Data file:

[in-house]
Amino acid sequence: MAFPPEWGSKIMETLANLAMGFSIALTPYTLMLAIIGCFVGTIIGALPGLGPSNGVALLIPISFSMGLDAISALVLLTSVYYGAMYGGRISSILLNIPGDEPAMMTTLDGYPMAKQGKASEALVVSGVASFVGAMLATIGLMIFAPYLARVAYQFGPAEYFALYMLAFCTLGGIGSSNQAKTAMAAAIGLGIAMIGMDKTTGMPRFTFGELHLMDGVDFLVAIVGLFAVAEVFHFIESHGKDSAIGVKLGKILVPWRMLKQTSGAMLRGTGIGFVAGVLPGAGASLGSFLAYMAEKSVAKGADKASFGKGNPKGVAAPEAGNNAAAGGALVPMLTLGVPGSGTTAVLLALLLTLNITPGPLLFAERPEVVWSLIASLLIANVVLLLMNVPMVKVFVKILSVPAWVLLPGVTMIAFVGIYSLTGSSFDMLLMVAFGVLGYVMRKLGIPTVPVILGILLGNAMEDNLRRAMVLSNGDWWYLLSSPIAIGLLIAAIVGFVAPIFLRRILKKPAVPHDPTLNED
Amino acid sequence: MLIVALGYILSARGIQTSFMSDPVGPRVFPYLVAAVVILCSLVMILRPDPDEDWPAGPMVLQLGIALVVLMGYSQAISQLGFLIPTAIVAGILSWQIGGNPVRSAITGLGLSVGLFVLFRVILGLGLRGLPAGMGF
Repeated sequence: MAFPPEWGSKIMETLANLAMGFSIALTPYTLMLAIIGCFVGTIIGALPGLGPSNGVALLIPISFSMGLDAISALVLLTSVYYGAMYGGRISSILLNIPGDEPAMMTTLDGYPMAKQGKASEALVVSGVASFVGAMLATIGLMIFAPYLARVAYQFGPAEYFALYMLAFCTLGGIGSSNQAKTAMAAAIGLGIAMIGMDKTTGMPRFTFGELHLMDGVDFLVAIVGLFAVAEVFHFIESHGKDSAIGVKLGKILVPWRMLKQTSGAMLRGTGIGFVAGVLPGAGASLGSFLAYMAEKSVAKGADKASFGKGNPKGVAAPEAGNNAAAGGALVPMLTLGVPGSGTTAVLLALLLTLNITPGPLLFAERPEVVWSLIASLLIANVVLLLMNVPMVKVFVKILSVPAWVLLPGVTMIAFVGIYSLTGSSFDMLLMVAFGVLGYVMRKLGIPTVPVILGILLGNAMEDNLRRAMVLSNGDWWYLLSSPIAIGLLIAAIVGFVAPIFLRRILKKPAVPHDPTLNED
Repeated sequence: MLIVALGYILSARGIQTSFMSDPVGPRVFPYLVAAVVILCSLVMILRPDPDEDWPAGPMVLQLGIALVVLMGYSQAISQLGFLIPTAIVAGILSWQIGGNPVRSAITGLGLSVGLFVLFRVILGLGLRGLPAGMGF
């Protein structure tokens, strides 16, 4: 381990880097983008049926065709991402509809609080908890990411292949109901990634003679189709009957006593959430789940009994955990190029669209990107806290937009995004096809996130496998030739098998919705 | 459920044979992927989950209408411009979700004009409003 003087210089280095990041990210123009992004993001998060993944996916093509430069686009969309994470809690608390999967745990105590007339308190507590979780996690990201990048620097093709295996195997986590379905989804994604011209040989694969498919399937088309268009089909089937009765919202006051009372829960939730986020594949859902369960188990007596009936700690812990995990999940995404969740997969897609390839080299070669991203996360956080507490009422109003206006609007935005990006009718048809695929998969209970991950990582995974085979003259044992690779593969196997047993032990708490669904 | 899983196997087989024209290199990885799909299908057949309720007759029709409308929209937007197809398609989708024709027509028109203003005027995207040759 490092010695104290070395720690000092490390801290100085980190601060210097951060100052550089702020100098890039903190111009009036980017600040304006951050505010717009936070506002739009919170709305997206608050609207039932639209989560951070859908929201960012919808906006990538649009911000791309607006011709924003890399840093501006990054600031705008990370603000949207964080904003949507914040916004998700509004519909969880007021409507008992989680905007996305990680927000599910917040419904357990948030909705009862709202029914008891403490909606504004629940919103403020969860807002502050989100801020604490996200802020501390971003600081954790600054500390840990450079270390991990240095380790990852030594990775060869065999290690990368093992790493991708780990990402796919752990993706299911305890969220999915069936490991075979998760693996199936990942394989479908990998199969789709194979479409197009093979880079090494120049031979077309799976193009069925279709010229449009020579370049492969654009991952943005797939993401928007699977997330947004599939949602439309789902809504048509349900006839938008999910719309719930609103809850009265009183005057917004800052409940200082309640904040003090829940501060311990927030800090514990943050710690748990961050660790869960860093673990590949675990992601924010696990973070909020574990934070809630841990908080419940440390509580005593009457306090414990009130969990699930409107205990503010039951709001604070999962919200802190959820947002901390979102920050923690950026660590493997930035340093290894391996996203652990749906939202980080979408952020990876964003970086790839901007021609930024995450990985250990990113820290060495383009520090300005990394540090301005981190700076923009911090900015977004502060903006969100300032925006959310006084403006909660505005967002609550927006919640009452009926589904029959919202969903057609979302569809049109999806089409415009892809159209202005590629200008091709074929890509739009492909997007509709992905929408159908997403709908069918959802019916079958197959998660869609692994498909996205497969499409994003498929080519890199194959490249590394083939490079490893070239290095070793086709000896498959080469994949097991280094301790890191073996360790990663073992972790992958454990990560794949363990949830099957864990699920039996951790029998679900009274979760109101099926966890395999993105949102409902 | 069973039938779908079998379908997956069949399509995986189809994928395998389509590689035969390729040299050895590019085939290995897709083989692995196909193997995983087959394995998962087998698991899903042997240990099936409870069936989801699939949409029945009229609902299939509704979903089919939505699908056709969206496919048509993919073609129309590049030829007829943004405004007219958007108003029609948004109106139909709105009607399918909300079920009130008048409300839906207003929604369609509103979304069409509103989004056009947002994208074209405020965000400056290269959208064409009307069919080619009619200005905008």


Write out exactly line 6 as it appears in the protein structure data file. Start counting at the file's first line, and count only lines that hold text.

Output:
């Protein structure tokens, strides 16, 4: 381990880097983008049926065709991402509809609080908890990411292949109901990634003679189709009957006593959430789940009994955990190029669209990107806290937009995004096809996130496998030739098998919705 | 459920044979992927989950209408411009979700004009409003 003087210089280095990041990210123009992004993001998060993944996916093509430069686009969309994470809690608390999967745990105590007339308190507590979780996690990201990048620097093709295996195997986590379905989804994604011209040989694969498919399937088309268009089909089937009765919202006051009372829960939730986020594949859902369960188990007596009936700690812990995990999940995404969740997969897609390839080299070669991203996360956080507490009422109003206006609007935005990006009718048809695929998969209970991950990582995974085979003259044992690779593969196997047993032990708490669904 | 899983196997087989024209290199990885799909299908057949309720007759029709409308929209937007197809398609989708024709027509028109203003005027995207040759 490092010695104290070395720690000092490390801290100085980190601060210097951060100052550089702020100098890039903190111009009036980017600040304006951050505010717009936070506002739009919170709305997206608050609207039932639209989560951070859908929201960012919808906006990538649009911000791309607006011709924003890399840093501006990054600031705008990370603000949207964080904003949507914040916004998700509004519909969880007021409507008992989680905007996305990680927000599910917040419904357990948030909705009862709202029914008891403490909606504004629940919103403020969860807002502050989100801020604490996200802020501390971003600081954790600054500390840990450079270390991990240095380790990852030594990775060869065999290690990368093992790493991708780990990402796919752990993706299911305890969220999915069936490991075979998760693996199936990942394989479908990998199969789709194979479409197009093979880079090494120049031979077309799976193009069925279709010229449009020579370049492969654009991952943005797939993401928007699977997330947004599939949602439309789902809504048509349900006839938008999910719309719930609103809850009265009183005057917004800052409940200082309640904040003090829940501060311990927030800090514990943050710690748990961050660790869960860093673990590949675990992601924010696990973070909020574990934070809630841990908080419940440390509580005593009457306090414990009130969990699930409107205990503010039951709001604070999962919200802190959820947002901390979102920050923690950026660590493997930035340093290894391996996203652990749906939202980080979408952020990876964003970086790839901007021609930024995450990985250990990113820290060495383009520090300005990394540090301005981190700076923009911090900015977004502060903006969100300032925006959310006084403006909660505005967002609550927006919640009452009926589904029959919202969903057609979302569809049109999806089409415009892809159209202005590629200008091709074929890509739009492909997007509709992905929408159908997403709908069918959802019916079958197959998660869609692994498909996205497969499409994003498929080519890199194959490249590394083939490079490893070239290095070793086709000896498959080469994949097991280094301790890191073996360790990663073992972790992958454990990560794949363990949830099957864990699920039996951790029998679900009274979760109101099926966890395999993105949102409902 | 069973039938779908079998379908997956069949399509995986189809994928395998389509590689035969390729040299050895590019085939290995897709083989692995196909193997995983087959394995998962087998698991899903042997240990099936409870069936989801699939949409029945009229609902299939509704979903089919939505699908056709969206496919048509993919073609129309590049030829007829943004405004007219958007108003029609948004109106139909709105009607399918909300079920009130008048409300839906207003929604369609509103979304069409509103989004056009947002994208074209405020965000400056290269959208064409009307069919080619009619200005905008």